Belgrade, Serbia

Guide for the rail traveller

Information

CurrencySerbian Dinar
Local languageSerbian
Country Serbia

Introduction

Dating back to around 4800 BC, Belgrade is now the largest city in Serbia and also its capital. Located in north central Serbia and positioned at the confluence of the Danube and Sava Rivers, where the Balkan Peninsula meets the Pannonian Plain, Belgrade has some enviable surrounding scenery.

Not only is Belgrade the largest city in Serbia but it is also the largest city in the countries that were formerly Yugoslavia.

Serbia has been the subject of much disruption in the latter part of the 20th century, culminating in the many demonstrations of 1996 and 1997 against Slobodan Milošević. Following the 2000 elections, a mass demonstration of more than 1,000,000 people took place, which finally caused the removal of Milošević as leader.

Since then, Belgrade has become far more settled and has rightly attracted a large number of visitors from across the globe.

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Things to do

There is no denying that Belgrade has a vast and rich history that has shaped many of the city’s attractions. Without a doubt, one of Belgrade’s main attractions is the National Museum which is conveniently located close to the National Theatre.

Other areas that are well worth a visit include the Kalemegdan Fortress, the Temple of Saint Sava and the Old Palace, all of which are located in the old part of Belgrade. On the newer side of town, there are some delightful shops and restaurants to try as well as the ‘must see’ view from the Avala Monument.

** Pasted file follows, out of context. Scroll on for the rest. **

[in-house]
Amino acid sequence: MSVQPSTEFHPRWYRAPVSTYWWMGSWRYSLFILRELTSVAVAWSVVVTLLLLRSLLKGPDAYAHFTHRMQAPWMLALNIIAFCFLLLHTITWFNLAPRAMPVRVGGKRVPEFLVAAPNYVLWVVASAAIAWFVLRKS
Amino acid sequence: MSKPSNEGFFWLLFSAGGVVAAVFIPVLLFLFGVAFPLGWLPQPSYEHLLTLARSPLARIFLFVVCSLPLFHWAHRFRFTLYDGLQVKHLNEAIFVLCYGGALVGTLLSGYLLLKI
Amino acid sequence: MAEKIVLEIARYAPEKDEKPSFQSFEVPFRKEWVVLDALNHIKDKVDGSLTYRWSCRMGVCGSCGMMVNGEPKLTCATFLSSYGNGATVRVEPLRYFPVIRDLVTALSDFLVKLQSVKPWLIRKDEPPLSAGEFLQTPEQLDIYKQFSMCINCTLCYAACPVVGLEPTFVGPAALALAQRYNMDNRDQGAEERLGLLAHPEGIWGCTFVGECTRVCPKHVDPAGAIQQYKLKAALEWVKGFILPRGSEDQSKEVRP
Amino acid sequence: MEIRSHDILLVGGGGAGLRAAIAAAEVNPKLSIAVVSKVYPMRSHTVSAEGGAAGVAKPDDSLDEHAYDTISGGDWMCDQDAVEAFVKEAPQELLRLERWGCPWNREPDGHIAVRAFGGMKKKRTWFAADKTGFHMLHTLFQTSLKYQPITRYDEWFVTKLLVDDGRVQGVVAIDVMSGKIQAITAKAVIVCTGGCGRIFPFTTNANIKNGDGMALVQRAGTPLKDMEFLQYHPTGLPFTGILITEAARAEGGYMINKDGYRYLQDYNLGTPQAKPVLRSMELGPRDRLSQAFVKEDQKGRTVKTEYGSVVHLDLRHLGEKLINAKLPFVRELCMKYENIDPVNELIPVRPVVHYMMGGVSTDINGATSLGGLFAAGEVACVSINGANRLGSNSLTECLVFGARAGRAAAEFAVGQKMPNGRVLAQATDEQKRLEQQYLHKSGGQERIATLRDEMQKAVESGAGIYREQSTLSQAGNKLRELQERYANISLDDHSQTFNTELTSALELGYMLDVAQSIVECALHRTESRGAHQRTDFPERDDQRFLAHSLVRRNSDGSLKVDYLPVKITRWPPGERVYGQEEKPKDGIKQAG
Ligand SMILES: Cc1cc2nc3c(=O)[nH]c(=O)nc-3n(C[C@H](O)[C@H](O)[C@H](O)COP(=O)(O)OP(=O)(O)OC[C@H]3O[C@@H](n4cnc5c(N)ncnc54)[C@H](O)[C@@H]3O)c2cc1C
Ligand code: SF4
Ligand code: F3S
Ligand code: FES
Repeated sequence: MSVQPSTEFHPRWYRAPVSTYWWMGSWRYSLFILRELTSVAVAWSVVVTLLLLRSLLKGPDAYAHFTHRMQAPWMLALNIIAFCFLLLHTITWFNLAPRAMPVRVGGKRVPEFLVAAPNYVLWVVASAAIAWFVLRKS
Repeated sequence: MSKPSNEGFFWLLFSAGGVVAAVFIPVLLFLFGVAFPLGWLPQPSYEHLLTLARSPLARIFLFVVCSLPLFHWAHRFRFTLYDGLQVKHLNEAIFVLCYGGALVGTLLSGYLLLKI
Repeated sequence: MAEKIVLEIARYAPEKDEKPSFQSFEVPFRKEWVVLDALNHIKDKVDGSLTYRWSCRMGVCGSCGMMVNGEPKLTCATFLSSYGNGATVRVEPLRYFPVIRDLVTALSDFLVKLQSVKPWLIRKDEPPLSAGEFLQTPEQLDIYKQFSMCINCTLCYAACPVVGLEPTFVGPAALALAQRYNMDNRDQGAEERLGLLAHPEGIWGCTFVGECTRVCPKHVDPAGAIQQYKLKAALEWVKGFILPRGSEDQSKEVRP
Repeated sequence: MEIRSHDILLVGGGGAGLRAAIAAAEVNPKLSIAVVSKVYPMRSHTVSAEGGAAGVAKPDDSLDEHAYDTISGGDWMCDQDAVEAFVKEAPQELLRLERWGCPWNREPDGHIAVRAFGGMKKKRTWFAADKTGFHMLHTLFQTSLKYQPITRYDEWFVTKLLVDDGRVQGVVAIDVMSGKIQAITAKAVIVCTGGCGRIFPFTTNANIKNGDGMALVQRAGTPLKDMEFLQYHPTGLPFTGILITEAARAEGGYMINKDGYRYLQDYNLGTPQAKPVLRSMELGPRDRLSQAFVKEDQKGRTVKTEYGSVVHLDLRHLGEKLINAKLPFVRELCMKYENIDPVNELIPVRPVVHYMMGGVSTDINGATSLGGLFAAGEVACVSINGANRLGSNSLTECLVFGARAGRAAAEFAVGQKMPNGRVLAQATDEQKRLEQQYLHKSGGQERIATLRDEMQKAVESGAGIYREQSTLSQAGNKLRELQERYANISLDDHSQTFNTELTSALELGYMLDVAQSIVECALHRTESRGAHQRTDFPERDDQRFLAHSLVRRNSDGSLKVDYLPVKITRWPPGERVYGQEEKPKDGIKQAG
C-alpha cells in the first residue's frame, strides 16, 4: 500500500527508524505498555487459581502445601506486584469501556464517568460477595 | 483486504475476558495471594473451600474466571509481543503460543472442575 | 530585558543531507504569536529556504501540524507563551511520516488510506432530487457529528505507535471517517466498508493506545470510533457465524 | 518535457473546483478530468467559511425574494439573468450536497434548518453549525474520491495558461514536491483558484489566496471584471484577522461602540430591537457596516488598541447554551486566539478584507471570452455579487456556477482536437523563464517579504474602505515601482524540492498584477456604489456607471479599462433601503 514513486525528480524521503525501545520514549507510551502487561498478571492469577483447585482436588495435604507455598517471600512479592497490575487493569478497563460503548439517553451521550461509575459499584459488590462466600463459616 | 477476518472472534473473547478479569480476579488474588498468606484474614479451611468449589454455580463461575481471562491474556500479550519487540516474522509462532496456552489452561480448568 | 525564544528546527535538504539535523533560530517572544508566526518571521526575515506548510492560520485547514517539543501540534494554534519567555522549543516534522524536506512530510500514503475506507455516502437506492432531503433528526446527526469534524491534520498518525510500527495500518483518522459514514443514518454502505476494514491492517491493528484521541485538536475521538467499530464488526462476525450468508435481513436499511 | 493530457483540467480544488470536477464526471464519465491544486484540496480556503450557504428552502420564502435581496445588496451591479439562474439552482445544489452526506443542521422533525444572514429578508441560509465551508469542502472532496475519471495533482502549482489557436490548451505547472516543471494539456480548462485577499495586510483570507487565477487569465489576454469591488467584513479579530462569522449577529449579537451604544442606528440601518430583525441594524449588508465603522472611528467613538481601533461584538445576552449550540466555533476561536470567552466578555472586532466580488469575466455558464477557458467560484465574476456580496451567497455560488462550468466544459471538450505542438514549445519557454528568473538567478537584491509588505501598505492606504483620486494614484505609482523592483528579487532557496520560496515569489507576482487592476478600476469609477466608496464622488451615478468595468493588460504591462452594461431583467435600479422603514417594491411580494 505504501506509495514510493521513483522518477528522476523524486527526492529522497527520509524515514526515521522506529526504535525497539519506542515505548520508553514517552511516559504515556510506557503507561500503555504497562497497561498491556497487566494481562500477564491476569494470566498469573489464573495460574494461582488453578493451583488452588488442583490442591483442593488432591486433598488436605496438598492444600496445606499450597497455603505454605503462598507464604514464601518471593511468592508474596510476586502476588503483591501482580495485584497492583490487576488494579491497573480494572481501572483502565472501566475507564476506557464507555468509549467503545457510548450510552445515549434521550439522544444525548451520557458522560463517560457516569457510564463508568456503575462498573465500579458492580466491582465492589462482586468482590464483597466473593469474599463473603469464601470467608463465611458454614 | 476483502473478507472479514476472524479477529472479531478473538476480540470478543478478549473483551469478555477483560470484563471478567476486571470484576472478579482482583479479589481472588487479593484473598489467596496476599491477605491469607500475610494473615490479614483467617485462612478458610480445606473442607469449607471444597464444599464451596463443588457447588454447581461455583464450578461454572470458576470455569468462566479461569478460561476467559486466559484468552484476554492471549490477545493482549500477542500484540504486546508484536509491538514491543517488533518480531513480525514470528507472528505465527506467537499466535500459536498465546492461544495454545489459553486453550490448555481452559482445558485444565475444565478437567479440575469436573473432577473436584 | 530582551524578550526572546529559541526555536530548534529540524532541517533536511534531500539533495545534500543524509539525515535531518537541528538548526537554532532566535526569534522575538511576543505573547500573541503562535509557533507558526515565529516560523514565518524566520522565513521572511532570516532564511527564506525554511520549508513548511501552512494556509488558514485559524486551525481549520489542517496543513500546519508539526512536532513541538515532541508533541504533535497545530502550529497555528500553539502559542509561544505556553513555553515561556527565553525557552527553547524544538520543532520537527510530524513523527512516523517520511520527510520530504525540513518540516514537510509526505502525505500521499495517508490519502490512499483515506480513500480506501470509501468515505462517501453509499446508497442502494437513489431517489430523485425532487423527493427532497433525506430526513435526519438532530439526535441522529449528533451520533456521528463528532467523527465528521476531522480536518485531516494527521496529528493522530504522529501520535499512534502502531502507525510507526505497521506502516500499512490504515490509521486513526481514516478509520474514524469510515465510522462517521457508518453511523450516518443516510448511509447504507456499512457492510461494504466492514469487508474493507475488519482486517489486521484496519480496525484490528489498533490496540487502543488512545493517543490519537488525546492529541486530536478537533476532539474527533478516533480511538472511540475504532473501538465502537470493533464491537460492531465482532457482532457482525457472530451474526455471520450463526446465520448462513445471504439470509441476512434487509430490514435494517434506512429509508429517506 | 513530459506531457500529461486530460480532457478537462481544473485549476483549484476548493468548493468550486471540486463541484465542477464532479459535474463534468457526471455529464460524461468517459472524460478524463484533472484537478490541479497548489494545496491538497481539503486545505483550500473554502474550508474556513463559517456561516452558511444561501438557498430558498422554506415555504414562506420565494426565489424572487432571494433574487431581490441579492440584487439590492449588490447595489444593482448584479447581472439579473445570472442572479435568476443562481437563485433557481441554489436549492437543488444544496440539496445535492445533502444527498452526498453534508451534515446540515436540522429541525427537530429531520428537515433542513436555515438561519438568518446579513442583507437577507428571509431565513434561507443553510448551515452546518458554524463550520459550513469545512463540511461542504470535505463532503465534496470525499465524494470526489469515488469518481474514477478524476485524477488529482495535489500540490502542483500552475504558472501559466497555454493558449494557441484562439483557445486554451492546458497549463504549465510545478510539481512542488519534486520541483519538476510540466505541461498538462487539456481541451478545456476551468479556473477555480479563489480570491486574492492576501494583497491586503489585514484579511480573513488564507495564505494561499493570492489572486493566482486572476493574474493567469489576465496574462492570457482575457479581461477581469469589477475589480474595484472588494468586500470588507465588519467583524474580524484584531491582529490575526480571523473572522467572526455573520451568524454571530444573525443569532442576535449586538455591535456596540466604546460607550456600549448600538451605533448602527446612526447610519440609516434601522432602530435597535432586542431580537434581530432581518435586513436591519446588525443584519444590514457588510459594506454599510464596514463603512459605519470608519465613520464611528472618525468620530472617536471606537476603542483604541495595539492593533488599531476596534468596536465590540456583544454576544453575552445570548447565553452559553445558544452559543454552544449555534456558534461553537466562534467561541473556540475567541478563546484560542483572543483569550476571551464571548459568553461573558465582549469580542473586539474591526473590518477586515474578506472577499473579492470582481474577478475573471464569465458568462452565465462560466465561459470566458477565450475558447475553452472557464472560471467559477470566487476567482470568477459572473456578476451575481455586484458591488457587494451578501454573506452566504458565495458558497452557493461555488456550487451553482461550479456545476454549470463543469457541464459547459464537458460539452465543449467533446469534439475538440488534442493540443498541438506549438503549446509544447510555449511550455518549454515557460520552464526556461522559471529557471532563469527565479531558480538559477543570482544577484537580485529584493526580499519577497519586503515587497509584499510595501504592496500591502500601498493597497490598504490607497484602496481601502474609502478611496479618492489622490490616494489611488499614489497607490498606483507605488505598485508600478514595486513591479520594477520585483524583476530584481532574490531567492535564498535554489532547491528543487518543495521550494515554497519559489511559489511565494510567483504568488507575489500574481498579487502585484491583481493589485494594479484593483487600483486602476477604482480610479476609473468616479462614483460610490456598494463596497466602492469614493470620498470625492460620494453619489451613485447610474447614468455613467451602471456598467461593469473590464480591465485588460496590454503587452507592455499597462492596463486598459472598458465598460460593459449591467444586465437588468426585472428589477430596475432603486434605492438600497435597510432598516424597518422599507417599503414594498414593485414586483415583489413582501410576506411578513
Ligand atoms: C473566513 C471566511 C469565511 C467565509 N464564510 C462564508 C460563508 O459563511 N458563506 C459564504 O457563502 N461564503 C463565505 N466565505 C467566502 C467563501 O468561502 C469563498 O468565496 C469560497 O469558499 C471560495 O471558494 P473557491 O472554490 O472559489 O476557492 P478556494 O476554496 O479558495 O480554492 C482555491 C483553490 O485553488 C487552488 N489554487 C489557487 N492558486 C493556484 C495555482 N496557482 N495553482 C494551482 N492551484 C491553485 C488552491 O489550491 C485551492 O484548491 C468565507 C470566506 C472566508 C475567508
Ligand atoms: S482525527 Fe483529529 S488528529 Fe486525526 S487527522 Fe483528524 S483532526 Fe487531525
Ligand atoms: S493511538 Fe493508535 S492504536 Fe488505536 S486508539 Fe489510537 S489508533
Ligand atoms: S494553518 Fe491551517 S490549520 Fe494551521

Nightlife in the city is generally centred around the restaurants and cafés although more recently the younger generation has driven the demand for more nightclubs and bars, which are popping up in abundance, particularly in the new part of town.

Local transport

Public transport throughout the city is nothing short of fantastic! Most of the public transport system is run by a central company called the City Traffic Company, with the exception of a few commuter railways that are still independently run in conjunction with the main company.

As well as the 118 bus lines, there are also 12 tramlines and 8 trolley bus lines serving the needs of those within the city centre. Serbian Railways runs what is referred to as a commuter line (but is open to all) that connects Belgrade with other capitals across Europe, as well as the other main Serbian cities.

Belgrade also has a large airport that is easily accessible from the city centre which allows easy access to this wonderful city.

Recommended places and events to visit in Belgrade

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